It was exciting to see in the concert whether the Nordic school of dark and warmly shimmering dramatic voices embodied by La Nilsson and her former and present colleagues such as Flagstad, Nilsson’s classmate Varnay, Stemme or Davidsen could also be seen to continue here. After all, two of the four dramatic sopranos in the concert are Swedish. Elisabeth Strid, currently probably the leading role representative of Sieglinde alongside Lise Davidsen, indeed has Nilssonian qualities. Her Senta, sung right next to the cow pasture, has jubilant aplomb and rapturous upsurges, but also girlishly touching moments, but above all Strid demonstrates a naturalness of expression in the ballad through which her singing goes straight to the heart. Christina Nilsson as Agathe shows with Agathe’s “Leise, leise, fromme Weise” that she is not a descendant of Birgit despite the surname similarity – and yet is rightly making a great career for herself. With her, the dramatic expansion comes entirely from the lyric, she plays technically virtuosic with her perfectly built voice, but her primary use of the head voice resonances makes her soprano clearly brighter and thus less Nordic shaded than that of her colleague.
The Next Generation
Highly dramatic in the classical sense is the Ukrainian Oksana Kramareva, who as Lady Macbeth in “Vieni! Affretta!” relies on the triumphant furore and wild power of her soprano. Beirut-born Joyce El-Khoury, on the other hand, conquers Amelia from above, as it were: with the honeyed height of her beautiful soprano, which does not yet know spinto sharpness, but fine creamy charm. Among the gentlemen of creation, the non-Swedes have the edge this evening. The Ukrainian Taras Shtonda is a picture-perfect bass. As Verdi’s Banco in “Macbeth”, he doesn’t have to roar, instead he creates a differentiated sound and takes his imposing voice back. As Wagner’s Daland, he not only weighs the words perfectly and recalls the Singspiel tradition of his character with comedic skill, he casually exudes all the power of a genuine (and now rare) basso profondo. And this gala in memory of La Nilsson brings us another real discovery: Jonathan Tetelman. Just as Nilsson once tried to teach the then young Domingo the art of the high trumpet notes in Puccini’s “Turandot”, so now a hopeful representative of the Italian subject is on stage here as the hormone-driven Gustav III. The Latin lover type, born in Chile and raised in the USA, has the languorous melting in his voice, the proud attack in the high notes, the joy of phrasing charged with a precise understanding of the text – and that little bit of propotence that once belonged to Puccini’s and Verdi’s heroes but is now increasingly being questioned. It will be exciting to follow how this highly gifted singer – with a fresh contract from Deutsche Grammophon in her pocket – will develop.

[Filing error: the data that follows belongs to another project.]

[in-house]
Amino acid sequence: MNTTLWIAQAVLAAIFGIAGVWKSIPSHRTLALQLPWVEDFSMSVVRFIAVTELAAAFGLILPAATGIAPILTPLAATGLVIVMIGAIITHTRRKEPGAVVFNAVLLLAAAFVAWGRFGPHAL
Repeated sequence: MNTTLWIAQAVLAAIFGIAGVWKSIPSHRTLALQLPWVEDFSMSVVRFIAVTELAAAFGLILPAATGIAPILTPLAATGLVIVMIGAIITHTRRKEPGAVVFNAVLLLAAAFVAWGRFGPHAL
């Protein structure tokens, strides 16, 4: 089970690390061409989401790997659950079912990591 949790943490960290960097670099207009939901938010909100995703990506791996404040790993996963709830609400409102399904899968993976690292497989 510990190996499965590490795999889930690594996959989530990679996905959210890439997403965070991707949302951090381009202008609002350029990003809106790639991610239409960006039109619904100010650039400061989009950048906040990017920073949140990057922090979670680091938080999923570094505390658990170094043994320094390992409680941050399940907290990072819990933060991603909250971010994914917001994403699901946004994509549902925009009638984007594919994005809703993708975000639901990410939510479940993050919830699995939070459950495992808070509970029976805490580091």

But the concert is so much more than a summit meeting of great voices. Maestro Even Rogister and the Helsingborgs Symfoniorkester create a palatable undertow and theatrical density, and together with the choir collective of local singers they close a circle that makes the concert at the authentic venue a family reunion: Birgit Nilsson once emerged from the tradition of the local church choirs, she received her first vocal training in the neighbouring parish of Båstad, this is where she was discovered. And it is here that the spirit of singing as a natural form of communication is still felt today. It is no coincidence that Nilsson has included in the statutes of her foundation the requirement that the stipendium holders she supports must also excel in the interpretation of a Swedish folk song.